For those not clued up on past Detroit nightlife could you tell us a little bit about the Music Institute? “The Music Institute was a one of the true spots where you could go hear some good deep house music and see the who’s who of the time, whether it was the big name cats or up and coming DJs like me in those days. My fondest memories of the Music Institute was when I got the chance to catch the late great Ken Collier. He played some real heavy shit. A lot of stuff I had never heard at that time and still haven’t heard since, straight up deep! Another time I got the chance to catch Farley Jackmaster Funk, a Chicago legend. His set too was a masterpiece. When I say you could see anybody on any given night that’s what I mean.”

I’m trying to put everything in a timeline but I understand you were also the DJ and producer for a rap called P Square in the 90s? At the time how did this come about?  “Yeah, P Square was short for the Political Posse that consisted of M.C. Stone, The High Priest Saint Nick, The Dam J.I.G. and myself. At the time my DJ name was DJ Delirious, haha! Our crew was and still is much deeper than that, though. We met through a mutual friend Marc Roberts also known as “The White Guy” (R.I.P) and they had just gotten rid of their DJ at the time and it kind of fell in place from there. We were heavy into making music and we had some dope shit! Music with a positive message.”

Can you tell us a little bit about Mark King too? From what I’ve gathered you recorded the first house track you did with Omar S in his studio. “Mark King, that’s my man! Funny you asked as I just saw him for the first time in some years at the FHXE studio. He’s got some music coming real soon. We did our first track at Mark’s studio somewhere around 91-92. It was called “ It’s A Party Ya’ll’. It was pretty good too! How ironic is it that he is now in Omar S studio doing tracks? Got to love it.”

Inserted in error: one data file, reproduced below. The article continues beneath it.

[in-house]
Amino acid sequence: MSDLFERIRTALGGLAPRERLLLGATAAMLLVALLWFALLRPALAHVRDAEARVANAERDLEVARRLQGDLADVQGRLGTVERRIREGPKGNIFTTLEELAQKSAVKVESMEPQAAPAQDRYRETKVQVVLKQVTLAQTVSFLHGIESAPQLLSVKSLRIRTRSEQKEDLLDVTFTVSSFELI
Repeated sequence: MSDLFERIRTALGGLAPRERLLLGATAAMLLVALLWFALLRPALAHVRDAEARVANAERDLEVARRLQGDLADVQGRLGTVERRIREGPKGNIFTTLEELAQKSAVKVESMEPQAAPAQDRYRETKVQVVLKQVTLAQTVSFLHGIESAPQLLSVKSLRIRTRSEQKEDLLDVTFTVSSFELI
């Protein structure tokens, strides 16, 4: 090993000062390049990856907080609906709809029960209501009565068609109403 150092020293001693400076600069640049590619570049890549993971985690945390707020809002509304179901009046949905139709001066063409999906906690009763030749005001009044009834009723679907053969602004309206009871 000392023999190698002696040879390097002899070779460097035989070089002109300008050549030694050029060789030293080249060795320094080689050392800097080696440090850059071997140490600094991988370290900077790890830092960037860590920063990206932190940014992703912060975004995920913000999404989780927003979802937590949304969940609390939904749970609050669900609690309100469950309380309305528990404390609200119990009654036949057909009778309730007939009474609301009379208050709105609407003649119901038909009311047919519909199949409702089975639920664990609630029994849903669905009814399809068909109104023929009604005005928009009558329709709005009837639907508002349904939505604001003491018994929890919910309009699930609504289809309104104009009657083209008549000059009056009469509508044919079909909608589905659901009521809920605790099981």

Moving onto 7 Days Ent. Do you feel you’ve achieved what you set out to do when you decided to start your own record label? “No way, not even close! When you set out to do something like this, the sky is the limit so to speak. There is so much to do and not enough time in the day. You’ve just got to keep pushing and be ready when your time comes. You have to believe in yourself, keep a positive vibe and surround yourself with positive people. We have a lot of work to do but trust me we will make an impact in this thing called “the industry” in due time.”

Speaking of Generation Next, a lot is coming together for him with the Nocturne EP release and his big European debut at Panorama bar earlier this month. I noticed you were playing for Smallville a couple days prior to his own gig. How was that experience for you both? “Man, what a feeling to be able to fly to Europe with one of your gifts from God and see people show him so much love. Words cannot describe the feeling! Yeah the Smallville gig was a huge success. Shout out to those guys, they showed us mad love. Unfortunately I didn’t get a chance to catch him in action at Panorama Bar as I had to play the same night in Geneva with Oram Modular. So yeah, I missed him but from the response he has been getting it sounds like he left a good impression!”

What’s happening with Reckless Ron Cook? “Glad you asked as we have something new from Ron coming early 2015. We’re still trying to plan a 7 Days Ent. label night tour with Ron, Generation Next and myself for hopefully April 2015. If any promoters are interested in booking this event please visit our artist page. Had to get that in.”

Finally, what else can we expect from Big Strick over the next year? “More music and more traveling with Generation Next. Hopefully we will be in your city soon! PEACE!”